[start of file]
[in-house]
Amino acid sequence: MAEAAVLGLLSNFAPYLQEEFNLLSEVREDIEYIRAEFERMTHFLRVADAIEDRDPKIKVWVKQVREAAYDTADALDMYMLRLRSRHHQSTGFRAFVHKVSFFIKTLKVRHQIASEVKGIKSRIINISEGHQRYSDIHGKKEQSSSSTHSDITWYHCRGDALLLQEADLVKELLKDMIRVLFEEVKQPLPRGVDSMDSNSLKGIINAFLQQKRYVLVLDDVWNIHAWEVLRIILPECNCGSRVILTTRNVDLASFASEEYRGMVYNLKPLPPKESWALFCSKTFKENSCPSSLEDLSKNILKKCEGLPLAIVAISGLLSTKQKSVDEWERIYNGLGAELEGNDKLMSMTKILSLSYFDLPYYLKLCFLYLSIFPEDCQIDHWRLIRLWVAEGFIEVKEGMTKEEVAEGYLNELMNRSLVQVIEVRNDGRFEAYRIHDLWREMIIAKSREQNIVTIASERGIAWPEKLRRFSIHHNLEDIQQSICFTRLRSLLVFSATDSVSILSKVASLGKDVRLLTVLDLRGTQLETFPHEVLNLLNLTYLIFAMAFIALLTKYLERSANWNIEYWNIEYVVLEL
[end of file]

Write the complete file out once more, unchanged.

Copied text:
[in-house]
Amino acid sequence: MAEAAVLGLLSNFAPYLQEEFNLLSEVREDIEYIRAEFERMTHFLRVADAIEDRDPKIKVWVKQVREAAYDTADALDMYMLRLRSRHHQSTGFRAFVHKVSFFIKTLKVRHQIASEVKGIKSRIINISEGHQRYSDIHGKKEQSSSSTHSDITWYHCRGDALLLQEADLVKELLKDMIRVLFEEVKQPLPRGVDSMDSNSLKGIINAFLQQKRYVLVLDDVWNIHAWEVLRIILPECNCGSRVILTTRNVDLASFASEEYRGMVYNLKPLPPKESWALFCSKTFKENSCPSSLEDLSKNILKKCEGLPLAIVAISGLLSTKQKSVDEWERIYNGLGAELEGNDKLMSMTKILSLSYFDLPYYLKLCFLYLSIFPEDCQIDHWRLIRLWVAEGFIEVKEGMTKEEVAEGYLNELMNRSLVQVIEVRNDGRFEAYRIHDLWREMIIAKSREQNIVTIASERGIAWPEKLRRFSIHHNLEDIQQSICFTRLRSLLVFSATDSVSILSKVASLGKDVRLLTVLDLRGTQLETFPHEVLNLLNLTYLIFAMAFIALLTKYLERSANWNIEYWNIEYVVLEL